Wash feet daily and dry completely, especially between your toes.
Don’t share socks, shoes, nail clippers or files.
If you get professional pedicures check to see that your salon follows proper sanitizing and disinfecting practices for foot baths and nail implements.
Dust feet with anti-fungal powder if you are susceptible to fungal infections.
If you notice itchy, red, scaly skin or toenails that appear discolored or thickened and crumbling, make an appointment at our Waldorf or Clinton office. Our board certified podiatrist, Dr. Larry J. Hotchkiss, will examine your skin and toenails and prescribe the appropriate treatment if it is determined that you do have a fungal infection. Left untreated, fungal infections can spread to other parts of the foot or body so if you see symptoms, don’t delay in seeking medical care.
Itchy, red feet that are scaly and even blistering can be the symptoms of several conditions including athlete’s foot, a fungal infection or a skin allergy. Another possibility, however, which is more serious than these other conditions, is psoriasis. August is Psoriasis Awareness Month and so we at Southern Maryland Foot & Ankle want to share some important information about this disease.
What’s Different About Psoriasis?
There are a number of elements about psoriasis that distinguish it from more common skin conditions. These include:
Psoriasis is a chronic autoimmune disease that can affect your entire body. In addition to making your skin itchy and red, it can affect your joints and lead to painful arthritis.
Psoriasis is not contagious.
Psoriasis on your skin will usually be characterized by a silvery-white or grayish scale on top of the irritation, although there are several different types of psoriasis with different appearances.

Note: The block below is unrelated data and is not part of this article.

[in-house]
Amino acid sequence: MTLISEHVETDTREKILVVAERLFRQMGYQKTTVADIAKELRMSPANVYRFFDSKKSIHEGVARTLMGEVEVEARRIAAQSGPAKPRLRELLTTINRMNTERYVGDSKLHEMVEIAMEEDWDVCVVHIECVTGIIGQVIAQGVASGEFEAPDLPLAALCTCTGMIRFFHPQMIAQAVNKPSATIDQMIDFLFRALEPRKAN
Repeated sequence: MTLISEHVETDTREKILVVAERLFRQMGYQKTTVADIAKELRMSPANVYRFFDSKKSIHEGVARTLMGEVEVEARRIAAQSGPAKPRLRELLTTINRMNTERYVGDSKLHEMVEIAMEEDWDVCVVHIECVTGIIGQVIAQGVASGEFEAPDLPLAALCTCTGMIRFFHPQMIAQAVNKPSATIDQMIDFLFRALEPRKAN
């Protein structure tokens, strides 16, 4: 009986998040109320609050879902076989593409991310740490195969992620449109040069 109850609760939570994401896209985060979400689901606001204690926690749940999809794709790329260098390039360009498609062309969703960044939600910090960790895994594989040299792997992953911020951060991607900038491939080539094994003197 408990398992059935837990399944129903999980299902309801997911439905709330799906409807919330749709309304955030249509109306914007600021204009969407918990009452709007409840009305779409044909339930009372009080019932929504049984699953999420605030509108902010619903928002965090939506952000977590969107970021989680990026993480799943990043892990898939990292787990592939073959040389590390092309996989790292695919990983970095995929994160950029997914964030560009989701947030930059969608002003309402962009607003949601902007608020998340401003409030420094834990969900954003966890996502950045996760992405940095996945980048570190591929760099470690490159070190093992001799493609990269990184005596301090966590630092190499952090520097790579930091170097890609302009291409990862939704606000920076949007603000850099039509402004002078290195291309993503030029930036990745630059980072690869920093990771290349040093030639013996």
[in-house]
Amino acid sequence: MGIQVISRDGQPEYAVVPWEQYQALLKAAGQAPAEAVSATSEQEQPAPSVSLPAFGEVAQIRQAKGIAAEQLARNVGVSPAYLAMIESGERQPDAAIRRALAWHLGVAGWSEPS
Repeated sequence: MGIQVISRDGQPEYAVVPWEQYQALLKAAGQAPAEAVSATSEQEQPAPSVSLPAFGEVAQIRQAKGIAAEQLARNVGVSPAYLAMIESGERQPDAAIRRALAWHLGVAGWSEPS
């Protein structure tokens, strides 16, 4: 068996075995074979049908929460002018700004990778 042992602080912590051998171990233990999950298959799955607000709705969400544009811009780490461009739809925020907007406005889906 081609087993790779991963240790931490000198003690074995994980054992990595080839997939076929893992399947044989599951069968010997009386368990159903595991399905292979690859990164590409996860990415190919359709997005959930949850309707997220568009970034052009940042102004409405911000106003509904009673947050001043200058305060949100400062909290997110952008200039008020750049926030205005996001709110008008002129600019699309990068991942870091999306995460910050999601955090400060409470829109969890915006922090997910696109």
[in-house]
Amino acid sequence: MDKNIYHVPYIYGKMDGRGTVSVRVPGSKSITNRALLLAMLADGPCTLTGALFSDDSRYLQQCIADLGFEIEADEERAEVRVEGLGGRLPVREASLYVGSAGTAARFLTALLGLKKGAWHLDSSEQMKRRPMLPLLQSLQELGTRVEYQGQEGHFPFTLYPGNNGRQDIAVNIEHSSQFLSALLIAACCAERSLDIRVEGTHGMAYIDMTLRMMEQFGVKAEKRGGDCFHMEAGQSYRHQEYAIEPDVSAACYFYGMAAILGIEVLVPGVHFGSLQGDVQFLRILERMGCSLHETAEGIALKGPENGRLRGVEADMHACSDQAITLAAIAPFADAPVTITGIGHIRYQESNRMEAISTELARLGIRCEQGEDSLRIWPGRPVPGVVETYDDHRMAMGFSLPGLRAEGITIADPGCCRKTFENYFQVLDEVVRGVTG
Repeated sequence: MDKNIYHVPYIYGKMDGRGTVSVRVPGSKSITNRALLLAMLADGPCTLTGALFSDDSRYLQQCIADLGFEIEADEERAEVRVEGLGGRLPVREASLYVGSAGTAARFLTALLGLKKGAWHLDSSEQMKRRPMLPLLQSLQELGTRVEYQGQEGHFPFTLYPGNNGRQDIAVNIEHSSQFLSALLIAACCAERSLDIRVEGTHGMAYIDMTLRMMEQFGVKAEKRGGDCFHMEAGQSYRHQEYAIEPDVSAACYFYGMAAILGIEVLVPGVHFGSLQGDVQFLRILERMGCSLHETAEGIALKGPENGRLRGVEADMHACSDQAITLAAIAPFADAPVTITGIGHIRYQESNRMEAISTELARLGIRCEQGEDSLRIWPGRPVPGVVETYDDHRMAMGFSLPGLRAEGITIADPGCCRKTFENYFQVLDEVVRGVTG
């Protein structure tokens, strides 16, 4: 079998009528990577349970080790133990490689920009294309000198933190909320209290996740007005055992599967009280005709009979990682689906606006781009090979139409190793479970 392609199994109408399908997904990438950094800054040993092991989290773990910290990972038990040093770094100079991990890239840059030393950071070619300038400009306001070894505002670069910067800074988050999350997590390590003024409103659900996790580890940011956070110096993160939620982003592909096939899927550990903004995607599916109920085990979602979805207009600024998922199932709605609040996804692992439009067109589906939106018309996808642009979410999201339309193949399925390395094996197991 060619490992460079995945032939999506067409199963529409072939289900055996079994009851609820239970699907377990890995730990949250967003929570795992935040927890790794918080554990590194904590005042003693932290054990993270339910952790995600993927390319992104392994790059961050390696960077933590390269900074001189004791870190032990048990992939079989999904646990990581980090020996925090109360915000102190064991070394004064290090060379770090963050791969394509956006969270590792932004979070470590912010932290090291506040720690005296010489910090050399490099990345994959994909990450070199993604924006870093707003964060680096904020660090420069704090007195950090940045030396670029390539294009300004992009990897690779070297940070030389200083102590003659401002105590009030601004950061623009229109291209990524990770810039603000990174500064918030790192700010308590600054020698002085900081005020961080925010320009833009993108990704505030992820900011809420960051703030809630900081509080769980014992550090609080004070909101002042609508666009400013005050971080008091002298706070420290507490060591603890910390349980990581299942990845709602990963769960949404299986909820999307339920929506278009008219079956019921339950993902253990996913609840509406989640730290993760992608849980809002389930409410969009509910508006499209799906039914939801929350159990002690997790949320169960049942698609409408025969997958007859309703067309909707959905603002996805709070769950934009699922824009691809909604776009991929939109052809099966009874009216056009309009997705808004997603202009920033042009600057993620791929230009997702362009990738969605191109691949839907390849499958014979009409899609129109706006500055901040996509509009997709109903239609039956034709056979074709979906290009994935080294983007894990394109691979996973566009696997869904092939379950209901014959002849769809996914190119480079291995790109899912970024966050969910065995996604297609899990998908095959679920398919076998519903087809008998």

Your nails may also be affected by psoriasis and can look discolored and pitted.
Flare ups of psoriasis may be triggered by stress, certain medications, injury or infection.
Unlike more mundane skin irritations, psoriasis has a genetic component.
Psoriasis is often associated with other serious medical conditions, including heart disease, depression and diabetes.
If you have a persistent skin condition on your feet that isn’t going away or psoriasis runs in your family and you have questions, contact our Waldorf or Clinton office for an appointment. There are a number of treatment options available, as well as strategies for managing psoriasis. Our board certified foot and ankle surgeon, Dr. Larry Hotchkiss, can evaluate your condition and help determine the cause and best treatment for whatever is causing your foot discomfort. Contact us at (301) 868-3899 or (301) 843-9581.
Besides golf shoes and hiking boots or strappy new sandals you may not give your feet much thought when it comes time to pack for your summer vacation, but at Southern Maryland Foot & Ankle we want to remind our patients that good foot healthcare never takes a holiday. By planning ahead and packing a few essential items you can help ensure that your feet will get the rest and relaxation they deserve too!
First Aid Basics—antibiotic ointment and bandages are good to have in case you get a small cut or scrape on your foot. Remember that bacteria have an easy entry if you have an open cut so avoid swimming in lakes and rivers if you have a wound. Take some nonsteroidal anti-inflammatory medication (such as ibuprofen) with you too in case you overdo a sport or fitness activity.